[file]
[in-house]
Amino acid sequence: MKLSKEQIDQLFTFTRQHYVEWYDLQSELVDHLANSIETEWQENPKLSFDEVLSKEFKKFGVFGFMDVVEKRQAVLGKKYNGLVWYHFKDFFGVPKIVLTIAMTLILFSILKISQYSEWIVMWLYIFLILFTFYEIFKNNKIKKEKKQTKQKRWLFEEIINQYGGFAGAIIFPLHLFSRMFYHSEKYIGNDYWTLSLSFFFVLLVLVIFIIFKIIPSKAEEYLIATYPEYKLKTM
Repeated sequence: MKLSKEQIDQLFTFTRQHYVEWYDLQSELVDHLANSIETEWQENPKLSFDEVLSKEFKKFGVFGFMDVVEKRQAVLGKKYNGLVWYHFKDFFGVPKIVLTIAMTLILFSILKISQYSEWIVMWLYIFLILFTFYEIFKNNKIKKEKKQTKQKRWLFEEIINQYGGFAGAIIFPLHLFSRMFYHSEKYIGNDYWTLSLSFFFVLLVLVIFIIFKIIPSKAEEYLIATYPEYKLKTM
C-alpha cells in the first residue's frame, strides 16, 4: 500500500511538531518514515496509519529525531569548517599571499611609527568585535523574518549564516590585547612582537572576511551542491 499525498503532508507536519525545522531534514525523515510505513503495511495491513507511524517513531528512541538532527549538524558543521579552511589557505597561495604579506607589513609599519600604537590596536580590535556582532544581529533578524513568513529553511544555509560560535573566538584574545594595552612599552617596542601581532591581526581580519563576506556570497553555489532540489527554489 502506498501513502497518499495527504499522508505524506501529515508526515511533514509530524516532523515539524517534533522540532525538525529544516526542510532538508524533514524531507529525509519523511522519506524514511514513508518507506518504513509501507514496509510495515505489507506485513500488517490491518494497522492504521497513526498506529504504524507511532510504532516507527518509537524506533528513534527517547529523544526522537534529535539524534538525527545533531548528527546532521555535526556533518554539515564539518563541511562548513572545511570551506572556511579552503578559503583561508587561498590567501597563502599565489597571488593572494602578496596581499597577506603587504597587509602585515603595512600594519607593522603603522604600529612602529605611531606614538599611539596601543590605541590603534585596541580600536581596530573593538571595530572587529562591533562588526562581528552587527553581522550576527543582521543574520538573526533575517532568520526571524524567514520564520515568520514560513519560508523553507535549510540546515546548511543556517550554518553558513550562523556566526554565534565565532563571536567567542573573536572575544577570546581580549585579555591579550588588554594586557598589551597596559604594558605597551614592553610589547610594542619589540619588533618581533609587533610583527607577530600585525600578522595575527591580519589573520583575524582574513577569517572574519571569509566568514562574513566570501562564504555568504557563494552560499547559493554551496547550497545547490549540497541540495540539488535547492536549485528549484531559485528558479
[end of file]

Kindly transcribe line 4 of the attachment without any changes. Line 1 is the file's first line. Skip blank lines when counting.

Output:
C-alpha cells in the first residue's frame, strides 16, 4: 500500500511538531518514515496509519529525531569548517599571499611609527568585535523574518549564516590585547612582537572576511551542491 499525498503532508507536519525545522531534514525523515510505513503495511495491513507511524517513531528512541538532527549538524558543521579552511589557505597561495604579506607589513609599519600604537590596536580590535556582532544581529533578524513568513529553511544555509560560535573566538584574545594595552612599552617596542601581532591581526581580519563576506556570497553555489532540489527554489 502506498501513502497518499495527504499522508505524506501529515508526515511533514509530524516532523515539524517534533522540532525538525529544516526542510532538508524533514524531507529525509519523511522519506524514511514513508518507506518504513509501507514496509510495515505489507506485513500488517490491518494497522492504521497513526498506529504504524507511532510504532516507527518509537524506533528513534527517547529523544526522537534529535539524534538525527545533531548528527546532521555535526556533518554539515564539518563541511562548513572545511570551506572556511579552503578559503583561508587561498590567501597563502599565489597571488593572494602578496596581499597577506603587504597587509602585515603595512600594519607593522603603522604600529612602529605611531606614538599611539596601543590605541590603534585596541580600536581596530573593538571595530572587529562591533562588526562581528552587527553581522550576527543582521543574520538573526533575517532568520526571524524567514520564520515568520514560513519560508523553507535549510540546515546548511543556517550554518553558513550562523556566526554565534565565532563571536567567542573573536572575544577570546581580549585579555591579550588588554594586557598589551597596559604594558605597551614592553610589547610594542619589540619588533618581533609587533610583527607577530600585525600578522595575527591580519589573520583575524582574513577569517572574519571569509566568514562574513566570501562564504555568504557563494552560499547559493554551496547550497545547490549540497541540495540539488535547492536549485528549484531559485528558479